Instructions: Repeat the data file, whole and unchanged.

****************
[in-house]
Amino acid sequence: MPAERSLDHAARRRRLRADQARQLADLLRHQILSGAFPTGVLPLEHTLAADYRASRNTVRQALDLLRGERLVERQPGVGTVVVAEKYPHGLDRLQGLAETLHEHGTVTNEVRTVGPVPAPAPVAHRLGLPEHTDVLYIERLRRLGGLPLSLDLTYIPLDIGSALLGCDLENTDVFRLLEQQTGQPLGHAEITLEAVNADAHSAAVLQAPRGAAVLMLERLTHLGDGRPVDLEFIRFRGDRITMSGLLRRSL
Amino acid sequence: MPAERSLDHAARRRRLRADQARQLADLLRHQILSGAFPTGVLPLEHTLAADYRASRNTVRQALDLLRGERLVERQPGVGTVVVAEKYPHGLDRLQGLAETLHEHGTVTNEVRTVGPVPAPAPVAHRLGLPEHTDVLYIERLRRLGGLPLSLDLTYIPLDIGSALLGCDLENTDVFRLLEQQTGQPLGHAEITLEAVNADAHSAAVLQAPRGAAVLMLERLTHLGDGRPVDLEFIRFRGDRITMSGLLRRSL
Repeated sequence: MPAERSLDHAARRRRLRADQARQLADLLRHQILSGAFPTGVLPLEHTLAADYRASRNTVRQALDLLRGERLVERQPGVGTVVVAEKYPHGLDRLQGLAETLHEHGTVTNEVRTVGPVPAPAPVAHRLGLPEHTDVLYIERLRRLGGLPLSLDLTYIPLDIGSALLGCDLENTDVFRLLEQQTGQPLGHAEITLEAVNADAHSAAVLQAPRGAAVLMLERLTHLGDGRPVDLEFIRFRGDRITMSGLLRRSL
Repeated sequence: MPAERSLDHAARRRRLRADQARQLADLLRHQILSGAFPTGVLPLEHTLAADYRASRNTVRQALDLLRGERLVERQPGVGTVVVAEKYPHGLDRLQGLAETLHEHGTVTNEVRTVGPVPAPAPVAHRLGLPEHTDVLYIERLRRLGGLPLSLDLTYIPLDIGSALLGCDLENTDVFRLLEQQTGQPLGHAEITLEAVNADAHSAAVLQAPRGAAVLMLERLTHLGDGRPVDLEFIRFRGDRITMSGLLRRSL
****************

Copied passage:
[in-house]
Amino acid sequence: MPAERSLDHAARRRRLRADQARQLADLLRHQILSGAFPTGVLPLEHTLAADYRASRNTVRQALDLLRGERLVERQPGVGTVVVAEKYPHGLDRLQGLAETLHEHGTVTNEVRTVGPVPAPAPVAHRLGLPEHTDVLYIERLRRLGGLPLSLDLTYIPLDIGSALLGCDLENTDVFRLLEQQTGQPLGHAEITLEAVNADAHSAAVLQAPRGAAVLMLERLTHLGDGRPVDLEFIRFRGDRITMSGLLRRSL
Amino acid sequence: MPAERSLDHAARRRRLRADQARQLADLLRHQILSGAFPTGVLPLEHTLAADYRASRNTVRQALDLLRGERLVERQPGVGTVVVAEKYPHGLDRLQGLAETLHEHGTVTNEVRTVGPVPAPAPVAHRLGLPEHTDVLYIERLRRLGGLPLSLDLTYIPLDIGSALLGCDLENTDVFRLLEQQTGQPLGHAEITLEAVNADAHSAAVLQAPRGAAVLMLERLTHLGDGRPVDLEFIRFRGDRITMSGLLRRSL
Repeated sequence: MPAERSLDHAARRRRLRADQARQLADLLRHQILSGAFPTGVLPLEHTLAADYRASRNTVRQALDLLRGERLVERQPGVGTVVVAEKYPHGLDRLQGLAETLHEHGTVTNEVRTVGPVPAPAPVAHRLGLPEHTDVLYIERLRRLGGLPLSLDLTYIPLDIGSALLGCDLENTDVFRLLEQQTGQPLGHAEITLEAVNADAHSAAVLQAPRGAAVLMLERLTHLGDGRPVDLEFIRFRGDRITMSGLLRRSL
Repeated sequence: MPAERSLDHAARRRRLRADQARQLADLLRHQILSGAFPTGVLPLEHTLAADYRASRNTVRQALDLLRGERLVERQPGVGTVVVAEKYPHGLDRLQGLAETLHEHGTVTNEVRTVGPVPAPAPVAHRLGLPEHTDVLYIERLRRLGGLPLSLDLTYIPLDIGSALLGCDLENTDVFRLLEQQTGQPLGHAEITLEAVNADAHSAAVLQAPRGAAVLMLERLTHLGDGRPVDLEFIRFRGDRITMSGLLRRSL